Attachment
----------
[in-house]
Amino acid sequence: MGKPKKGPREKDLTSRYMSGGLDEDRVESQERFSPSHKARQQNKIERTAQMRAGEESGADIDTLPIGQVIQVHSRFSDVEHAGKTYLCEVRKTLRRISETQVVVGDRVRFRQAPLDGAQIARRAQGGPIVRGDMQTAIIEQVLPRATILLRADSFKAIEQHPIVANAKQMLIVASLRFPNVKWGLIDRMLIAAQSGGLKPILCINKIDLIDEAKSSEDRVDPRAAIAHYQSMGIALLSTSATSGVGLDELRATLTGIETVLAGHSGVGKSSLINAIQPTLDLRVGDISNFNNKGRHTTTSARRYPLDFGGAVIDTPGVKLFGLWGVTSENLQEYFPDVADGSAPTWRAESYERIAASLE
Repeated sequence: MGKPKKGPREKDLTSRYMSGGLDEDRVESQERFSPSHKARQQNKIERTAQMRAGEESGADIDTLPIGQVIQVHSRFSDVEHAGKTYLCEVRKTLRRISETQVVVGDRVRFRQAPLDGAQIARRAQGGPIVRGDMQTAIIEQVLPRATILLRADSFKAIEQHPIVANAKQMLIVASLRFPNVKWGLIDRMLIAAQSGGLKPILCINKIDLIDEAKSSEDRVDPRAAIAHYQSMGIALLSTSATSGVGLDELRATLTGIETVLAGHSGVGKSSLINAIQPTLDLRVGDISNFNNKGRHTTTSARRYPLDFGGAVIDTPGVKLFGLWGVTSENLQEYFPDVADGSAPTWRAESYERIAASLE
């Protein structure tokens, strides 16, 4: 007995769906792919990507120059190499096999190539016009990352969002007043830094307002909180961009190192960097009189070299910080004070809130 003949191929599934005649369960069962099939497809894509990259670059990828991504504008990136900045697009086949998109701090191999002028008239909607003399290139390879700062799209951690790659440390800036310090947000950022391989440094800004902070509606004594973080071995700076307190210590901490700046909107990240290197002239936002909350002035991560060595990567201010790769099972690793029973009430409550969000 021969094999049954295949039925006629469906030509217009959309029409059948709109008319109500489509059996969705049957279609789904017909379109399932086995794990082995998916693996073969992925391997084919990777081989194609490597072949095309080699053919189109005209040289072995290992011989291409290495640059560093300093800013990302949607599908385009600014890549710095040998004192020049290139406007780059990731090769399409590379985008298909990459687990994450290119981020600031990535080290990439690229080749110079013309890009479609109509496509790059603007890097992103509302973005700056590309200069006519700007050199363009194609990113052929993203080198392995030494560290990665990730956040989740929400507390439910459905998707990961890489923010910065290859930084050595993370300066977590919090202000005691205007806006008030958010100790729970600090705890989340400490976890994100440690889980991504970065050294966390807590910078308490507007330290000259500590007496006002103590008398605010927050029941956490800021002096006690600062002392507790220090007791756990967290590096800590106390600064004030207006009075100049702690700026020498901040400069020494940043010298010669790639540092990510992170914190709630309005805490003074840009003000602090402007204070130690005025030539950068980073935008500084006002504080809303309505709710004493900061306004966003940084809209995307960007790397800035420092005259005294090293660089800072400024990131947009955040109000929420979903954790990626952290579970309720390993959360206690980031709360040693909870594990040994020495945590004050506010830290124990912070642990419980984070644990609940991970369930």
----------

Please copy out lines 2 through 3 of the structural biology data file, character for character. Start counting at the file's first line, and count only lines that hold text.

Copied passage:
Amino acid sequence: MGKPKKGPREKDLTSRYMSGGLDEDRVESQERFSPSHKARQQNKIERTAQMRAGEESGADIDTLPIGQVIQVHSRFSDVEHAGKTYLCEVRKTLRRISETQVVVGDRVRFRQAPLDGAQIARRAQGGPIVRGDMQTAIIEQVLPRATILLRADSFKAIEQHPIVANAKQMLIVASLRFPNVKWGLIDRMLIAAQSGGLKPILCINKIDLIDEAKSSEDRVDPRAAIAHYQSMGIALLSTSATSGVGLDELRATLTGIETVLAGHSGVGKSSLINAIQPTLDLRVGDISNFNNKGRHTTTSARRYPLDFGGAVIDTPGVKLFGLWGVTSENLQEYFPDVADGSAPTWRAESYERIAASLE
Repeated sequence: MGKPKKGPREKDLTSRYMSGGLDEDRVESQERFSPSHKARQQNKIERTAQMRAGEESGADIDTLPIGQVIQVHSRFSDVEHAGKTYLCEVRKTLRRISETQVVVGDRVRFRQAPLDGAQIARRAQGGPIVRGDMQTAIIEQVLPRATILLRADSFKAIEQHPIVANAKQMLIVASLRFPNVKWGLIDRMLIAAQSGGLKPILCINKIDLIDEAKSSEDRVDPRAAIAHYQSMGIALLSTSATSGVGLDELRATLTGIETVLAGHSGVGKSSLINAIQPTLDLRVGDISNFNNKGRHTTTSARRYPLDFGGAVIDTPGVKLFGLWGVTSENLQEYFPDVADGSAPTWRAESYERIAASLE